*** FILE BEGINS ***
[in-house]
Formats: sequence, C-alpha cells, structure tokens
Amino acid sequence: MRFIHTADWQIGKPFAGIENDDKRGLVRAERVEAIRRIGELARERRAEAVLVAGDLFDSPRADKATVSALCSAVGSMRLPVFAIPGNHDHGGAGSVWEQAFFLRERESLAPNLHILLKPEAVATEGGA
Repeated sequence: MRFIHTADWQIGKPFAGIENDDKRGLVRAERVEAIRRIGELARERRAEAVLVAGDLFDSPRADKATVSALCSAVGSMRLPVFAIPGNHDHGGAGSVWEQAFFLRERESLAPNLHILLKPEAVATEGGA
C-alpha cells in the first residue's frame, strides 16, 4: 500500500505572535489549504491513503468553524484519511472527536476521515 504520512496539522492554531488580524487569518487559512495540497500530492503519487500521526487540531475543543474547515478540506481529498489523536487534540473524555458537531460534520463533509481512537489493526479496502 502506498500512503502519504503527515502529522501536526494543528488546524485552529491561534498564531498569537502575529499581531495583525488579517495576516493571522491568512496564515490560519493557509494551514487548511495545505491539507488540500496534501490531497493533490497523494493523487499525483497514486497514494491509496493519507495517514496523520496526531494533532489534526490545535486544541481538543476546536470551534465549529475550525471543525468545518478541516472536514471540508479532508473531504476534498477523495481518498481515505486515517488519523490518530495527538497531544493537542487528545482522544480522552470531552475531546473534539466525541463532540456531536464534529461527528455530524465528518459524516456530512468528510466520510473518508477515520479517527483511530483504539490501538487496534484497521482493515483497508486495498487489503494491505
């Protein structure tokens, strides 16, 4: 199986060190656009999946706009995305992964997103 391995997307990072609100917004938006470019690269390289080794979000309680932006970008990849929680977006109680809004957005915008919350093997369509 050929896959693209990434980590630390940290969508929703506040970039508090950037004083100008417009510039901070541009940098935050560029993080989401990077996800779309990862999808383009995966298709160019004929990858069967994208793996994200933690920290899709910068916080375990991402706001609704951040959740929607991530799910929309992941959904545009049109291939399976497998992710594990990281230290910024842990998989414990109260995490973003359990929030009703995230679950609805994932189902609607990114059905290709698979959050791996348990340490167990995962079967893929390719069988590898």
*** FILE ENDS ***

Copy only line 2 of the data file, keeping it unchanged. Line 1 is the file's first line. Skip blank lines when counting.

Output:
Formats: sequence, C-alpha cells, structure tokens